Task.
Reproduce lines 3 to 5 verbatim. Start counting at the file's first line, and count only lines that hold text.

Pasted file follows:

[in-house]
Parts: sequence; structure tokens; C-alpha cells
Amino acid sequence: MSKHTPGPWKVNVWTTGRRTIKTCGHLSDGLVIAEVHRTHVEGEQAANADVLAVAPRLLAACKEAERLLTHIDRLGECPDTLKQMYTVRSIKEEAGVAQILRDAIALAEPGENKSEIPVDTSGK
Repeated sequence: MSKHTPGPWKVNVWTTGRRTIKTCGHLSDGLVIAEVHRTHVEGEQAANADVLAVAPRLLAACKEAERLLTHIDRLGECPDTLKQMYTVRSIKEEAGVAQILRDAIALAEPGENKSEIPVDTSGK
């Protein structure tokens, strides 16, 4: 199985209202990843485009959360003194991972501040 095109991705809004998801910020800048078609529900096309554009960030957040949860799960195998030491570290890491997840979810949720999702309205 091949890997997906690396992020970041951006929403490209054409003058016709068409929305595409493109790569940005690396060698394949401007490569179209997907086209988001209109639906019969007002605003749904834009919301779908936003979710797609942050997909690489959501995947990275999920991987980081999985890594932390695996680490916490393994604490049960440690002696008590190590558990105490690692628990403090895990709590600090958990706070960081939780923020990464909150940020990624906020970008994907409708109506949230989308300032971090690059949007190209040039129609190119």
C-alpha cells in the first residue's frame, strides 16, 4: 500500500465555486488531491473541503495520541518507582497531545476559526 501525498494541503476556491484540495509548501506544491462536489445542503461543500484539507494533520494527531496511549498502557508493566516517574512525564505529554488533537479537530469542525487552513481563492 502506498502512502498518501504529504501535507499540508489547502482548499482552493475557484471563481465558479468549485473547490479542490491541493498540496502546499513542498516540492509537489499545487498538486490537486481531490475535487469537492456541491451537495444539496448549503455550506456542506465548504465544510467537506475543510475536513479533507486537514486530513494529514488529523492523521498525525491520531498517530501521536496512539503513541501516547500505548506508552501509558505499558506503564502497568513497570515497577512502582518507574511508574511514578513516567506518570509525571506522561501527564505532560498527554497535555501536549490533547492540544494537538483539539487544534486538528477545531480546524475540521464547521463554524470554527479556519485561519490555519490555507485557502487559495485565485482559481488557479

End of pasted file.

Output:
Amino acid sequence: MSKHTPGPWKVNVWTTGRRTIKTCGHLSDGLVIAEVHRTHVEGEQAANADVLAVAPRLLAACKEAERLLTHIDRLGECPDTLKQMYTVRSIKEEAGVAQILRDAIALAEPGENKSEIPVDTSGK
Repeated sequence: MSKHTPGPWKVNVWTTGRRTIKTCGHLSDGLVIAEVHRTHVEGEQAANADVLAVAPRLLAACKEAERLLTHIDRLGECPDTLKQMYTVRSIKEEAGVAQILRDAIALAEPGENKSEIPVDTSGK
């Protein structure tokens, strides 16, 4: 199985209202990843485009959360003194991972501040 095109991705809004998801910020800048078609529900096309554009960030957040949860799960195998030491570290890491997840979810949720999702309205 091949890997997906690396992020970041951006929403490209054409003058016709068409929305595409493109790569940005690396060698394949401007490569179209997907086209988001209109639906019969007002605003749904834009919301779908936003979710797609942050997909690489959501995947990275999920991987980081999985890594932390695996680490916490393994604490049960440690002696008590190590558990105490690692628990403090895990709590600090958990706070960081939780923020990464909150940020990624906020970008994907409708109506949230989308300032971090690059949007190209040039129609190119």